From Dedication & Introduction Pages of
McConnell: Little Town Lost, 1982
In October 1979, co-incidently with the arrival of the first settlers to this
area, in 1879, the McConnell Women's Institute resolved to gather together a history
of this area, including Viola Dale and Ellenville.
Everyone has been involved in the sense that they have written up family histories.
We have been assisted on past records by senior citizens of McConnell.
We, with fond memories and appreciation, dedicate this book to the pioneers and
families to follow, providing a record of the past and remembering McConnell with
Our thanks to all who sent histories and pictures, contributed community events,
and to Nora McConnell for her sketches, and to "New Horizons".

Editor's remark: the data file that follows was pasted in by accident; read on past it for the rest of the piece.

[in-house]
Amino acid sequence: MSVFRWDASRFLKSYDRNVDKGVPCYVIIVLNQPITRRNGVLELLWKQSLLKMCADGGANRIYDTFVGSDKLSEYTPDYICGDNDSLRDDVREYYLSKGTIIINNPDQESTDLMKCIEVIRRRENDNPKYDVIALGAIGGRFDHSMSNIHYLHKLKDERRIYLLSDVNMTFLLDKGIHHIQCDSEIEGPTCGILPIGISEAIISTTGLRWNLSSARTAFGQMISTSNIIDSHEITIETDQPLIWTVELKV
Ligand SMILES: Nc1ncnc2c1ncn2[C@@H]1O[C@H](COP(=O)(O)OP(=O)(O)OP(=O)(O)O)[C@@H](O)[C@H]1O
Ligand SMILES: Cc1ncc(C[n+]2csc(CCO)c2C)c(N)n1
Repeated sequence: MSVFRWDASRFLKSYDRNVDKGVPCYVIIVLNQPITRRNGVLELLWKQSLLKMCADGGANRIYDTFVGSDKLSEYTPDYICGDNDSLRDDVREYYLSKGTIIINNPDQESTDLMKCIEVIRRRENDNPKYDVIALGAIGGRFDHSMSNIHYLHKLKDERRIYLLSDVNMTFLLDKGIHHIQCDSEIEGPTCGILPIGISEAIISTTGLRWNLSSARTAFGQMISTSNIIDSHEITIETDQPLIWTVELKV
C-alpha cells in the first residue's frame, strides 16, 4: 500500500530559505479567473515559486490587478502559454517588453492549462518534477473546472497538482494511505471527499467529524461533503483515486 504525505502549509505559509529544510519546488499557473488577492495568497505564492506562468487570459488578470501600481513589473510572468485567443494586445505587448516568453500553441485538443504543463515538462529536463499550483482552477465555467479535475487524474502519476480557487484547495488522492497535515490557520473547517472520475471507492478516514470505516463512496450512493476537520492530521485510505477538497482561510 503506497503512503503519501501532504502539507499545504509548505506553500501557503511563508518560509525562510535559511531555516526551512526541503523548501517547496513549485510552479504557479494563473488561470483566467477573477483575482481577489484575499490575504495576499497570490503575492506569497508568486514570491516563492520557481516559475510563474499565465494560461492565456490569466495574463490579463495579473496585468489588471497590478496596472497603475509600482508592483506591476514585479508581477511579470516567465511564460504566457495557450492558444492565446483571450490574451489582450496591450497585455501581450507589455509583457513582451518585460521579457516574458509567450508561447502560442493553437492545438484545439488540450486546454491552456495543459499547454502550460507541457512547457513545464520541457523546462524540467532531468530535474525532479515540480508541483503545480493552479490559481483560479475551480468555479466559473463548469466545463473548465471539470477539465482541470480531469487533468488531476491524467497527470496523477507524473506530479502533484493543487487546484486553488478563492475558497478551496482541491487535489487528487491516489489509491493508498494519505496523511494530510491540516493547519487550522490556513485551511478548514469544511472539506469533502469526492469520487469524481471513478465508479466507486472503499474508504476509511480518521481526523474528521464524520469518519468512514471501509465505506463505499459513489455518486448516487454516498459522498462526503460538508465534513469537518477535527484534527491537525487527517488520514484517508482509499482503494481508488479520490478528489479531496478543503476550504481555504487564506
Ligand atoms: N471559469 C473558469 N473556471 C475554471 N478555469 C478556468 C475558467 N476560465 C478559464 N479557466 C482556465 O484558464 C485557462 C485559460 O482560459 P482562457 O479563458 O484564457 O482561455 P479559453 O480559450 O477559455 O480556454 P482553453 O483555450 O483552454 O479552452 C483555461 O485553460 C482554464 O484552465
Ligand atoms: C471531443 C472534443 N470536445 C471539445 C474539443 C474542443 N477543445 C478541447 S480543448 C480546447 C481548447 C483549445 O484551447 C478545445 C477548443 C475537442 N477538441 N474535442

We regret any omissions of people or places and any unintentional errors.
Members of Women's Institute
It is only fitting that we pay tribute to the earlist settlers who came weat
from Ontario, travelling west to Winnipeg by train, from there seeking homesteads some
two hundred miles west.
It was in 1879 that such settlers came to this particular area of Manitoba. Their means
of transportation varied, some travelled via he rivers, but most came by ox drawn
wagons which had been brought from Ontario or purchased before leaving Winnipeg.
One such family was Frank and Maggie (Brown) Middleton who arrived at their homestead
on Section 36, Township 14, Range 23 along the banks of the Oak River. As more
settlers arrived in the following year or so the need of a post office and a store was
soon realized and the Middleton's log house became the centre for this public service.
The small community was then given the name Viola Dale and continued as such until the
start of McConnell after the railroad was built in 1911.